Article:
Bertrand Gautherot's Vouette et Sorbée remain some of the most unique and compelling bubbles in existence.
At the urging of his friend, none other than Anselme Selosse, Gautherot stopped selling off his grapes, started bottling his own wines, and almost overnight, became a cult sensation.
Bertrand Gautherot used to sell grapes to other Champagne producers, but after some convincing by a famous Champagne friend (Anselme Selosse), he started producing Champagne under his own name in 2001, with his first wine released in 2004. Gautherot’s 5 hectares are located in the village of Buxières-sur-Arce in the Aube's Côte des Bar, just 60km northeast of Chablis. His parcels (Vouette, Sorbée, and Biaunes) consist of Kimmeridgian marls capped by Portlandian limestone, which have more in common with the soils of Chablis’ premier and grand cru vineyards than they do with their counterparts in the Marne.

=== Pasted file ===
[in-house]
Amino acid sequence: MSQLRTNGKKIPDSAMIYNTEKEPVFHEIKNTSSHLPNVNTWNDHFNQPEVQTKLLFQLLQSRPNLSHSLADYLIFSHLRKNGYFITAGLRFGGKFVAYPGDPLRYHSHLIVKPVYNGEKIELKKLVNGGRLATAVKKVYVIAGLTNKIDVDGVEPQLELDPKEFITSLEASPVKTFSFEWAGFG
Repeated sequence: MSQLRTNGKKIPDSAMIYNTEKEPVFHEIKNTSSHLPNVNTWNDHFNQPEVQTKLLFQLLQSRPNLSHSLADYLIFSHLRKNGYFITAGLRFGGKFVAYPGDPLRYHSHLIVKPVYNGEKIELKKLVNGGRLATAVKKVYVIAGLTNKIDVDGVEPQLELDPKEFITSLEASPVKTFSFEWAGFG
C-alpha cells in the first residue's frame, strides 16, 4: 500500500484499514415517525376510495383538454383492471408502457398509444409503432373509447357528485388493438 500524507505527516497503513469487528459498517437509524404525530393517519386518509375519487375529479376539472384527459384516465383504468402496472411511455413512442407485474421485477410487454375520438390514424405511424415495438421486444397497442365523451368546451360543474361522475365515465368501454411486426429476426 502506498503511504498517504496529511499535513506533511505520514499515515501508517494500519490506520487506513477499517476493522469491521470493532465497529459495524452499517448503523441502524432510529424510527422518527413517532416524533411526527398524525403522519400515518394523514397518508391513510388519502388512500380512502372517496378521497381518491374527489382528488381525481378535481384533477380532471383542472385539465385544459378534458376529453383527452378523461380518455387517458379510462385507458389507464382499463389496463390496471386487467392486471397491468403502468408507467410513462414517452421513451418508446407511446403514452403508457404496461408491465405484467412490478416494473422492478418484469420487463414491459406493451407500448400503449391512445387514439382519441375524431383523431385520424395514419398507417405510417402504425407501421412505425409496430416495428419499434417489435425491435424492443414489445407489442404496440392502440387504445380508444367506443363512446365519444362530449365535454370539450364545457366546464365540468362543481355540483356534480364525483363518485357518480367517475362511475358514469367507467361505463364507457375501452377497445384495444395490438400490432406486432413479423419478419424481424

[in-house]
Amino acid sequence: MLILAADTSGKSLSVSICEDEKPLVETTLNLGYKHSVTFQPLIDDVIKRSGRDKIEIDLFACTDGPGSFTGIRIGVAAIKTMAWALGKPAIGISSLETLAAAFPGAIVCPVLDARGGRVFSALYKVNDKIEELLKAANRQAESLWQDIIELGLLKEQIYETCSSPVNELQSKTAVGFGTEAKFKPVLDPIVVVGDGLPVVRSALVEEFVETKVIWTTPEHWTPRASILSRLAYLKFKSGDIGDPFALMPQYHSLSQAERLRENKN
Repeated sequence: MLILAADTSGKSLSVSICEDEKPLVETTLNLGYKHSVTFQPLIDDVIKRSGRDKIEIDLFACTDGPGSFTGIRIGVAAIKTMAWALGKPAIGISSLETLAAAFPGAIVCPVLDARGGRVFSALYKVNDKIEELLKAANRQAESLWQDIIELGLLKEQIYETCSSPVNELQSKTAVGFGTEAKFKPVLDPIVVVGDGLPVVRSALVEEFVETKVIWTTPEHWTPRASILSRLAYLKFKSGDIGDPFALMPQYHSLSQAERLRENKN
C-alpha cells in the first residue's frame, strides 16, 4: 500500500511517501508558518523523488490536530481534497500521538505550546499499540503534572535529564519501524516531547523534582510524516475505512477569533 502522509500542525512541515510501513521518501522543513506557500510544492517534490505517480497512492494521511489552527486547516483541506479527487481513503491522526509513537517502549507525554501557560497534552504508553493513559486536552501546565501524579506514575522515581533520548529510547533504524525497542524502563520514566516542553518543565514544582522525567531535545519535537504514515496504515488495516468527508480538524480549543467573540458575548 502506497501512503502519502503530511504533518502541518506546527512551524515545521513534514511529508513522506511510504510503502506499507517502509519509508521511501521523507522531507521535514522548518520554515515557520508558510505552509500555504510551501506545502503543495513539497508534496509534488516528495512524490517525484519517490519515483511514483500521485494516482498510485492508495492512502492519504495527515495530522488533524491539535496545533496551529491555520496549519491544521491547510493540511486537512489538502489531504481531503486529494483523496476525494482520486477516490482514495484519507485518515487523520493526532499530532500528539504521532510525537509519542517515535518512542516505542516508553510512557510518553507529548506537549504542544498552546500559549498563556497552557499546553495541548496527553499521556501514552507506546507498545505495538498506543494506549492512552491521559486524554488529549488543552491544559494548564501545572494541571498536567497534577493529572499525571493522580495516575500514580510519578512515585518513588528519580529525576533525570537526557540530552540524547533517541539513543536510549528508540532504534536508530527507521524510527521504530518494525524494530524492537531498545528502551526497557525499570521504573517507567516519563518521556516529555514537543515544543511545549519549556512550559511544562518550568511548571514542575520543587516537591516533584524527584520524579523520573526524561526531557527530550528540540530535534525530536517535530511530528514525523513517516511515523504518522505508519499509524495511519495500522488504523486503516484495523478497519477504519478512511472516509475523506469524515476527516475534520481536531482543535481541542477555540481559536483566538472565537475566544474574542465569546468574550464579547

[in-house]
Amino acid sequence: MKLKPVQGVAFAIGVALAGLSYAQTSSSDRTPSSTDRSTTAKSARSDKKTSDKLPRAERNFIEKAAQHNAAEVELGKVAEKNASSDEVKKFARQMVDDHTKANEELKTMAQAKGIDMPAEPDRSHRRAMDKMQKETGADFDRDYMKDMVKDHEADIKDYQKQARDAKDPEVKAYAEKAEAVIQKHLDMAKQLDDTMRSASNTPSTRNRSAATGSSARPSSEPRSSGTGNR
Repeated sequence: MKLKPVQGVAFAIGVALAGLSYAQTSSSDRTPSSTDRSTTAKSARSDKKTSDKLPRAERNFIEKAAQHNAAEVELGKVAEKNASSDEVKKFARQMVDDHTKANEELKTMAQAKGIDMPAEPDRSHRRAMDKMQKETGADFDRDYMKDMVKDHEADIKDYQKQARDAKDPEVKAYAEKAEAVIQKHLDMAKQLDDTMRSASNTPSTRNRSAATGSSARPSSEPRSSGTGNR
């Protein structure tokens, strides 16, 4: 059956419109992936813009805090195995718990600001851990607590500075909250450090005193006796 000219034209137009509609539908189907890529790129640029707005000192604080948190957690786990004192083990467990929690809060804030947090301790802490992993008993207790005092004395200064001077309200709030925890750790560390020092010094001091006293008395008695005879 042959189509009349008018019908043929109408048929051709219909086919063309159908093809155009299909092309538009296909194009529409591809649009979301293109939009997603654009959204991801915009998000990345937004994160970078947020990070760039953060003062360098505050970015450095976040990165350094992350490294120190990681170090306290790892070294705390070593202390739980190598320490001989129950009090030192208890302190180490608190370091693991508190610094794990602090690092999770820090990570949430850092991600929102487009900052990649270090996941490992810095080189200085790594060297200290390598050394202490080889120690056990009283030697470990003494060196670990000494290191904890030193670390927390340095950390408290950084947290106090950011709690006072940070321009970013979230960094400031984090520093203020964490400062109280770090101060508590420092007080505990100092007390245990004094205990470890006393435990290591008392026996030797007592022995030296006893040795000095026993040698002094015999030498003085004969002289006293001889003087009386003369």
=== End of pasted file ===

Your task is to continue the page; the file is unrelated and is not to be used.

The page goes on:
Through fastidious work both in the vineyard and in the cellar, Vouette et Sorbée produces Champagnes faithful to the character of their terroir and vintage. Gautherot farms the estate biodynamically; its vineyards have been Demeter certified since 1998. Bernard manually harvests the grapes, and employs a vertical Coquard press to obtain the juice from the Chardonnay and Pinot Noir grapes. In the cellar, he ferments with natural yeasts and employs minimal sulfur before bottling. Bottles also list disgorgement dates, as well as the year of the base wine (Vouette et Sorbée’s wines aren’t vintage dated since they only spend 20 months on the lees vs. the minimum 36 months mandated, for vintage designation).